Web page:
Turn through so that RS are out. Push out the curves and corners carefully (you can use a knitting needle or specific tool to do this, I use the points of scissors with the blades closed) Press. 
Using sturdy pins (I've used quilting pins which are long and quite thick) first stab the back section in place and the pin the front section over it. You can CAREFULLY slip your foot into it at this stage to check and adjust the fit.
Using sturdy pins (I’ve used quilting pins which are long and quite thick) first stab the back section in place and the pin the front section over it. You can CAREFULLY slip your foot into it at this stage to check and adjust the fit.
The front section pinned in place.
The front section pinned in place. You’ll need to cut approximately 1metre of thread to sew each shoe (I didn’t realise this until I was halfway around the first shoe so I hadn’t cut enough!)
Using a needle with a fairly large eye (I discovered that if the eye was too small it didn't make a large enough hole for the thread to go through) begin blanket stitching the back section in position. Make each stitch approximately 5mm in size and distance from the previous one. You can see how the thread winds around the needle to form each stitch.
Using a needle with a fairly large eye (I discovered that if the eye was too small it didn’t make a large enough hole for the thread to go through) begin blanket stitching the back section in position. Make each stitch approximately 5mm in size and distance from the previous one. You can see how the thread winds around the needle to form each stitch.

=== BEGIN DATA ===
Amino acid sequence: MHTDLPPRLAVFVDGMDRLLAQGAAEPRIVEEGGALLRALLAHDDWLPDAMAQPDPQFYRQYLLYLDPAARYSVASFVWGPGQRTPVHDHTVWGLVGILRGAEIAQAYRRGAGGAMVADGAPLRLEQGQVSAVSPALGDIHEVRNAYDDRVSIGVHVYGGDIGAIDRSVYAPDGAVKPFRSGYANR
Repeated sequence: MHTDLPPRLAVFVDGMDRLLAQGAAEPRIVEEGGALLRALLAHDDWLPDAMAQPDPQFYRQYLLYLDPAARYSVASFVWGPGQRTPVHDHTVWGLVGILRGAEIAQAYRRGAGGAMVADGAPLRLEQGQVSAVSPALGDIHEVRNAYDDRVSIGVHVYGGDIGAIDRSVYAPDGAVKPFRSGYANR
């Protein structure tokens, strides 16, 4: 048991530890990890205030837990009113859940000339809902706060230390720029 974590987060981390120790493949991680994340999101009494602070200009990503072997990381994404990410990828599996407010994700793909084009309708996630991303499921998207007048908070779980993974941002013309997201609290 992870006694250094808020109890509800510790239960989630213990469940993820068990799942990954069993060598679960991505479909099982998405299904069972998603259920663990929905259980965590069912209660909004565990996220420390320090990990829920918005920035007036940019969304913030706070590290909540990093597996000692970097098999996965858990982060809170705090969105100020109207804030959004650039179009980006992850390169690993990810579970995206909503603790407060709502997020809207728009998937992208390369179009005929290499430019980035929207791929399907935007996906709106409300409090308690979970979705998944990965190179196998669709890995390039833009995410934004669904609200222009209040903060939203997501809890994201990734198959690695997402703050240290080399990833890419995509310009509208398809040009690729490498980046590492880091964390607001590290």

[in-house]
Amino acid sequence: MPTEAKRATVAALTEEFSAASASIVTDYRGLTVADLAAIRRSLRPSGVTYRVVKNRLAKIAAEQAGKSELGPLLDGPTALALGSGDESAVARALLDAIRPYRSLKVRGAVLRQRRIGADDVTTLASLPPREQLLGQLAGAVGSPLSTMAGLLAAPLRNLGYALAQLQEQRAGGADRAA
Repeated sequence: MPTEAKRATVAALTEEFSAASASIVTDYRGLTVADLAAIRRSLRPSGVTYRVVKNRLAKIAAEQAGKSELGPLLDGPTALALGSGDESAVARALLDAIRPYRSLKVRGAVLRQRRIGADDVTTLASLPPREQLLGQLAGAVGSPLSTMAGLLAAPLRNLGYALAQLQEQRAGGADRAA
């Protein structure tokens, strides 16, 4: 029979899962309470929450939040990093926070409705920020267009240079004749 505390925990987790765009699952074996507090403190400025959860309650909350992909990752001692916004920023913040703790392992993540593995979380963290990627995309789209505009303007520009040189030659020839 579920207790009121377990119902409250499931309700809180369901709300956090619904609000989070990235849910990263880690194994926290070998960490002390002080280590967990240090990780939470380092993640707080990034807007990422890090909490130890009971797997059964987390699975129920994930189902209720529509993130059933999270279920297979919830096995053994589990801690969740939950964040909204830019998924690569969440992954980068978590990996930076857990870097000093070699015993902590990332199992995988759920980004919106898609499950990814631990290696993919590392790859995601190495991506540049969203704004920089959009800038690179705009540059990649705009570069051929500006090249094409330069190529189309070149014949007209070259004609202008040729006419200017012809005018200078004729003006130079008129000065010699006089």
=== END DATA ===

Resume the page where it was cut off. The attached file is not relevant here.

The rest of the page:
Close up of how the blanket stitch is formed. I had the needle going upwards but you can do it going down it that suits you better.
Close up of how the blanket stitch is formed. I had the needle going upwards but you can do it going down it that suits you better.
When the back is sewn on re-pin the front in place and stitch.  There should be some overlap at the sides which you will sew together at the end.
When the back is sewn on re-pin the front in place and stitch. There should be some overlap at the sides which you will sew together at the end.
Pin the sides together and check for fit then backstitch the sides closed as shown. Sew off the ends securely.
Pin the sides together and check for fit then backstitch the sides closed as shown. Sew off the ends securely.
The finished article! Apologies for my unattractive feet (it's a bit tricky to get a decent 'selfies' of your own feet I've discovered!)
The finished article! Apologies for my unattractive feet (it’s a bit tricky to get a decent ‘selfie’ of your own feet I’ve discovered!)

So there you have it-in truth I probably won’t wear them out and about all that much as they have a habit of slipping off but I think that’s always the trouble with espadrilles anyway. They can be groovy slippers around the house until I go on a sunshine holiday and can mooch by a pool in them!! I enjoyed making them as something new to try out and they probably take about 2 hours in total although mine were spread out in half an hour here and half an hour there. You could probably add trims like buttons, ribbons, ricrac, petersham etc etc if you wanted to get carried away.

Send me your pictures if any of you decide to have a go!

http://www.johnlewis.com